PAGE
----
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CPAP for Prevention of Cardiovascular Events in Obstructive Sleep Apnea: Results of the SAVE Trial

Obstructive sleep apnea (OSA) has long been associated with an increased risk of cardiovascular disease. In particular, both physiological and epidemiological studies have shown significant independent associations between OSA and hypertension1,2, coronary artery disease3, cardiac arrhythmias4, stroke3,5 and heart failure6. Importantly, longitudinal cohort studies have also reported that patients with OSA have a 2- to 3-fold increased risk of all-cause mortality, which is predominantly a cardiovascular-specific death7-9.

While observational studies have suggested that the main treatment for OSA, continuous positive airway pressure (CPAP) therapy, is capable of reducing the risk of both fatal and non-fatal cardiovascular events7, there has been a paucity of large randomized clinical trials specifically designed to demonstrate this finding.

In this podcast, Dr. Bradley Edwards and Associate Professor Garun Hamilton speak with Prof. Doug McEvoy, the lead investigator of a multi-national randomized clinical trial known as the “The Sleep Apnea Cardiovascular Endpoints (SAVE) trial, the results of which have now been reported in the New England Journal of Medicine10. This trial aimed to determine whether CPAP therapy can reduce cardiovascular–related morbidity and mortality in patients with moderate-to-severe OSA and pre-existing cardiovascular disease by randomizing patients to receive CPAP plus usual care (intervention group) or usual care alone (control group) . Together with Drs Edwards and Hamilton, Prof. McEvoy discusses the results of the trial, considers possible reasons for the study findings, and suggests his recommendations for the treatment of patients with OSA and CV disease.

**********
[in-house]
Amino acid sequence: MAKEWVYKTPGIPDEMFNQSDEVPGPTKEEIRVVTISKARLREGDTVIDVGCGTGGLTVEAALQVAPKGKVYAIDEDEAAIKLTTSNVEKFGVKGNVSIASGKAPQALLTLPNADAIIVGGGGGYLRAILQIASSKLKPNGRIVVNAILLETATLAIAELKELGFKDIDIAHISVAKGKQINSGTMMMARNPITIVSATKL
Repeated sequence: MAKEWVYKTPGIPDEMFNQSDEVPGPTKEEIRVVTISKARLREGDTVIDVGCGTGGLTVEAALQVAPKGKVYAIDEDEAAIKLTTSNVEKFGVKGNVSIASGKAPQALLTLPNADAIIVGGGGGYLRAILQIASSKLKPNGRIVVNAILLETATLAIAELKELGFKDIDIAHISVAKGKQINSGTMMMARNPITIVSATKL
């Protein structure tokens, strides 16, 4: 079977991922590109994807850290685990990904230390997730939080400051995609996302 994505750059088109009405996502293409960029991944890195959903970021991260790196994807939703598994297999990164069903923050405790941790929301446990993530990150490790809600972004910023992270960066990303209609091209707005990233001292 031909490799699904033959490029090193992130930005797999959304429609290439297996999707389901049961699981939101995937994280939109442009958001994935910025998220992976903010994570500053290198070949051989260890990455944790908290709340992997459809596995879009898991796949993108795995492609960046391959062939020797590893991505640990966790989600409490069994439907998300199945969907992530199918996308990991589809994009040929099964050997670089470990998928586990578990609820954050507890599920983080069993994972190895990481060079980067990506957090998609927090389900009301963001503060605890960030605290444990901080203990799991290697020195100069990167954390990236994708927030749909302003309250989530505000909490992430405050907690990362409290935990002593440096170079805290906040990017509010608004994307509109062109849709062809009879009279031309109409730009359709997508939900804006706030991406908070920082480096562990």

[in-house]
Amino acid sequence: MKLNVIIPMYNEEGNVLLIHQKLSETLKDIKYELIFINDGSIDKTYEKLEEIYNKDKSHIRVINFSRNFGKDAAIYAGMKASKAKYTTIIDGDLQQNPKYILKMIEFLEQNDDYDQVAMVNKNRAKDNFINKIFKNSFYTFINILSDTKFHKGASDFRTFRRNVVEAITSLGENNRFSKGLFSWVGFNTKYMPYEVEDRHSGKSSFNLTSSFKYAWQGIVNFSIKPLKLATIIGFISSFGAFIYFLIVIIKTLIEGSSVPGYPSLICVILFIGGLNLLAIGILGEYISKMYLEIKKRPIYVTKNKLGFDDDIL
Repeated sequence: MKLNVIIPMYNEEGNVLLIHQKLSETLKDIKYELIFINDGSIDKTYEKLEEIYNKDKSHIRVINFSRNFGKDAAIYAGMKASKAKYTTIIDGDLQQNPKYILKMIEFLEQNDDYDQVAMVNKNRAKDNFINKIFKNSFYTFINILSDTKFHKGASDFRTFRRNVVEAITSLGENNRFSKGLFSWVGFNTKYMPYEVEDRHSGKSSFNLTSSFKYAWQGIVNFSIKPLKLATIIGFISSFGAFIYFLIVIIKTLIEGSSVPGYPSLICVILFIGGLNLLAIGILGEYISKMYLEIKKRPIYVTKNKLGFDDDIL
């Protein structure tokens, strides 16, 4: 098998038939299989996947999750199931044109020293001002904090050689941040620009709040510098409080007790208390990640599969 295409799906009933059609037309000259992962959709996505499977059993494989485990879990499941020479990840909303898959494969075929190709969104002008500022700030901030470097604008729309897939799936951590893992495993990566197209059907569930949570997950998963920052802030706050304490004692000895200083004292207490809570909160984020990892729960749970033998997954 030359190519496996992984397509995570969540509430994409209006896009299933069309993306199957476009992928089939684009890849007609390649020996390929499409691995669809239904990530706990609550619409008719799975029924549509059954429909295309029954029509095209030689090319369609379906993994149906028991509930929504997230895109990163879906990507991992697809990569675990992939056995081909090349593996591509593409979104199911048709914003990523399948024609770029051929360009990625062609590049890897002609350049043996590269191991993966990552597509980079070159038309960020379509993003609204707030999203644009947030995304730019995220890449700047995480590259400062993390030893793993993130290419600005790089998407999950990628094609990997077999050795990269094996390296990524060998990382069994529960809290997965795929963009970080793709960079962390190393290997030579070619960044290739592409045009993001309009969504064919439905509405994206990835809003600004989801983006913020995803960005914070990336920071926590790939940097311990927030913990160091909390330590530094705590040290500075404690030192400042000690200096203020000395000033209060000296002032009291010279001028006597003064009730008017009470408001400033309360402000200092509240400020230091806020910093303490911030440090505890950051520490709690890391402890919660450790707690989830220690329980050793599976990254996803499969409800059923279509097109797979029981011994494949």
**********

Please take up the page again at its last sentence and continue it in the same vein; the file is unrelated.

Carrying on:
Presenter Disclosures

Bradley Edwards: No relevant commercial interests.
Garun Hamilton: Has received equipment to support research from Resmed, Philips Respironics and Air Liquide Healthcare
Doug McEvoy: Has received research funding from Philips Respironics and Fisher&Paykel and equipment to support research from ResMed and AirLiquide,


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